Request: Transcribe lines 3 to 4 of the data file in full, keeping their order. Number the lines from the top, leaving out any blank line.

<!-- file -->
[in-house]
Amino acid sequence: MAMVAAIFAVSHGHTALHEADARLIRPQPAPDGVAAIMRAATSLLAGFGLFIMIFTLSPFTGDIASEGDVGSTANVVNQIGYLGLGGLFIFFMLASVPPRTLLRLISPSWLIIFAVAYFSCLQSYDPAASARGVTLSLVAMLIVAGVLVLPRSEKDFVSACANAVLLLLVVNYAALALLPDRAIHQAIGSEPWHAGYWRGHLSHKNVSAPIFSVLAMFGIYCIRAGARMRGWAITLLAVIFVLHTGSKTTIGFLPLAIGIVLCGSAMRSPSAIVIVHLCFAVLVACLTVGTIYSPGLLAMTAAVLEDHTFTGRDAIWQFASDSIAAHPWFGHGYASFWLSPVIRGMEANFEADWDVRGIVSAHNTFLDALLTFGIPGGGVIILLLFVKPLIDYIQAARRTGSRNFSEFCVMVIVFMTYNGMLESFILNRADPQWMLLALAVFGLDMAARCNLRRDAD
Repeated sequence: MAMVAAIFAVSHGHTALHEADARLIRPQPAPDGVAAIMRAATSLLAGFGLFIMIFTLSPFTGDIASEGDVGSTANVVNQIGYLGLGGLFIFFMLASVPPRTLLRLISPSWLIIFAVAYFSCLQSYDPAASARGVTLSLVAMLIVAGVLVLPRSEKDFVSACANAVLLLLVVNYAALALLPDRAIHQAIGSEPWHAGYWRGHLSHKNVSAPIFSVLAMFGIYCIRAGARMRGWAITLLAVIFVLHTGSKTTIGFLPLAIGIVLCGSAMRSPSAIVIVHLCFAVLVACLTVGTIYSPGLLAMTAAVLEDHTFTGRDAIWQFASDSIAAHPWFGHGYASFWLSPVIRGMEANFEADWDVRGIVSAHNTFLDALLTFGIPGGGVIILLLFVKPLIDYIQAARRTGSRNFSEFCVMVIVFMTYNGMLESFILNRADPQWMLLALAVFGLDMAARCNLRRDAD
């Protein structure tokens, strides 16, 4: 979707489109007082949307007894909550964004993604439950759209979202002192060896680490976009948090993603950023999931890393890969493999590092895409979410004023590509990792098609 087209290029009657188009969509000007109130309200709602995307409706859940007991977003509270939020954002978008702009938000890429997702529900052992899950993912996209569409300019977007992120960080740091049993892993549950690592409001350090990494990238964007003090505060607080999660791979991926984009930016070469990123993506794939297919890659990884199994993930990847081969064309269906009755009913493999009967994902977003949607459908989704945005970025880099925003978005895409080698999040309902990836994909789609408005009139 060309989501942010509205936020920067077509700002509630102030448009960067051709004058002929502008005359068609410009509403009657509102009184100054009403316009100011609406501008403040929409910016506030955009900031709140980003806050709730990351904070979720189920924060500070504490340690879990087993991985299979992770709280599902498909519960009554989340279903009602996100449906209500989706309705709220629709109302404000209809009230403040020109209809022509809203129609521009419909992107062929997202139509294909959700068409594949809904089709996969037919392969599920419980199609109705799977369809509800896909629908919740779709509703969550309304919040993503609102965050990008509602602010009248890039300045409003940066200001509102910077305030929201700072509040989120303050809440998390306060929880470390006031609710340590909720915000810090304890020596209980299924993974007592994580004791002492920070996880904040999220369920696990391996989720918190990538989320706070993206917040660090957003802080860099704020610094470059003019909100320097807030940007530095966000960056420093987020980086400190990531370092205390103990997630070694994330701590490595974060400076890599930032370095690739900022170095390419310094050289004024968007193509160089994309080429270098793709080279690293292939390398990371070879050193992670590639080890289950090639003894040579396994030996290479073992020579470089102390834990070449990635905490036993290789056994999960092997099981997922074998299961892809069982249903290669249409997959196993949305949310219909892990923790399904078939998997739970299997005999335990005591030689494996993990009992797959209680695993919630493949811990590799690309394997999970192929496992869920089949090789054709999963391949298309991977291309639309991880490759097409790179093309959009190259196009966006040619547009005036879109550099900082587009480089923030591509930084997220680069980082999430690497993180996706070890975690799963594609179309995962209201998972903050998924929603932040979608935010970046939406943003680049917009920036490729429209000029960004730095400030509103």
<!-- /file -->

Repeated sequence: MAMVAAIFAVSHGHTALHEADARLIRPQPAPDGVAAIMRAATSLLAGFGLFIMIFTLSPFTGDIASEGDVGSTANVVNQIGYLGLGGLFIFFMLASVPPRTLLRLISPSWLIIFAVAYFSCLQSYDPAASARGVTLSLVAMLIVAGVLVLPRSEKDFVSACANAVLLLLVVNYAALALLPDRAIHQAIGSEPWHAGYWRGHLSHKNVSAPIFSVLAMFGIYCIRAGARMRGWAITLLAVIFVLHTGSKTTIGFLPLAIGIVLCGSAMRSPSAIVIVHLCFAVLVACLTVGTIYSPGLLAMTAAVLEDHTFTGRDAIWQFASDSIAAHPWFGHGYASFWLSPVIRGMEANFEADWDVRGIVSAHNTFLDALLTFGIPGGGVIILLLFVKPLIDYIQAARRTGSRNFSEFCVMVIVFMTYNGMLESFILNRADPQWMLLALAVFGLDMAARCNLRRDAD
């Protein structure tokens, strides 16, 4: 979707489109007082949307007894909550964004993604439950759209979202002192060896680490976009948090993603950023999931890393890969493999590092895409979410004023590509990792098609 087209290029009657188009969509000007109130309200709602995307409706859940007991977003509270939020954002978008702009938000890429997702529900052992899950993912996209569409300019977007992120960080740091049993892993549950690592409001350090990494990238964007003090505060607080999660791979991926984009930016070469990123993506794939297919890659990884199994993930990847081969064309269906009755009913493999009967994902977003949607459908989704945005970025880099925003978005895409080698999040309902990836994909789609408005009139 060309989501942010509205936020920067077509700002509630102030448009960067051709004058002929502008005359068609410009509403009657509102009184100054009403316009100011609406501008403040929409910016506030955009900031709140980003806050709730990351904070979720189920924060500070504490340690879990087993991985299979992770709280599902498909519960009554989340279903009602996100449906209500989706309705709220629709109302404000209809009230403040020109209809022509809203129609521009419909992107062929997202139509294909959700068409594949809904089709996969037919392969599920419980199609109705799977369809509800896909629908919740779709509703969550309304919040993503609102965050990008509602602010009248890039300045409003940066200001509102910077305030929201700072509040989120303050809440998390306060929880470390006031609710340590909720915000810090304890020596209980299924993974007592994580004791002492920070996880904040999220369920696990391996989720918190990538989320706070993206917040660090957003802080860099704020610094470059003019909100320097807030940007530095966000960056420093987020980086400190990531370092205390103990997630070694994330701590490595974060400076890599930032370095690739900022170095390419310094050289004024968007193509160089994309080429270098793709080279690293292939390398990371070879050193992670590639080890289950090639003894040579396994030996290479073992020579470089102390834990070449990635905490036993290789056994999960092997099981997922074998299961892809069982249903290669249409997959196993949305949310219909892990923790399904078939998997739970299997005999335990005591030689494996993990009992797959209680695993919630493949811990590799690309394997999970192929496992869920089949090789054709999963391949298309991977291309639309991880490759097409790179093309959009190259196009966006040619547009005036879109550099900082587009480089923030591509930084997220680069980082999430690497993180996706070890975690799963594609179309995962209201998972903050998924929603932040979608935010970046939406943003680049917009920036490729429209000029960004730095400030509103």